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Observational study on risk factors determining residual dizziness after successful benign paroxysmal positional vertigo treatment: The role of subclinical BPPV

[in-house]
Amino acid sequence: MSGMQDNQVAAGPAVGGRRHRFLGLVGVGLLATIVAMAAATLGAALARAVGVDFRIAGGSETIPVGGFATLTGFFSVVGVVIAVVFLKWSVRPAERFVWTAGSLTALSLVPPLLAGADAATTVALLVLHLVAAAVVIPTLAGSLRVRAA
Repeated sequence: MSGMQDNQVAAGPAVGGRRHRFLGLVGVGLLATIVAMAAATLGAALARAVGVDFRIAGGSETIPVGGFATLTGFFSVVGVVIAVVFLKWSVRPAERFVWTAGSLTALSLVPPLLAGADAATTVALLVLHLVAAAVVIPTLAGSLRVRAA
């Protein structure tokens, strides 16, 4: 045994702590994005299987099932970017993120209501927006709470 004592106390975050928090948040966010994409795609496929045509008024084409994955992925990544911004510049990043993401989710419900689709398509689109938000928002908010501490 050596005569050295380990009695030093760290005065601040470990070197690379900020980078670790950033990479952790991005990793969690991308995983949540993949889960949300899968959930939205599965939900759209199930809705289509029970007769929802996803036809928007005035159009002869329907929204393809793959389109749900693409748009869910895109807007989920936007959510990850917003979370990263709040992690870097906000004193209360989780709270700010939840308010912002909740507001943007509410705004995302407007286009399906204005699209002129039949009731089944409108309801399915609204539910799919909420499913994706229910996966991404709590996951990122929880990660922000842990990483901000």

After successful treatment for benign paroxysmal positional vertigo, many patients may complain of residual dizziness. Possible explanations may be the persistence of otolith into canal insufficient to provoke noticeable nystagmus, utricular dysfunction and undiagnosed coexisting vestibular disorder. We conducted a prospective observational case-control study, focusing on the role of risk factors in determining residual dizziness after BPPV treatment. In the present study, 148 patients were recruited and residual dizziness was documented in the 57.5% of the cohort. Among patients with residual dizziness 36 had subclinical BPPV and after retreatment, although nystagmus was not clinically evident, there was resolution of dizziness. We conclude that residual otoliths may play a role in determining post-maneuver residual dizziness that is often linked to subclinical BPPV; this conclusion is also supported by the high prevalence of BPPV recurrence in patients with residual dizziness, as confirmed by our analysis. The main cause appears to be linked with dispersed otolith in semicircular canals.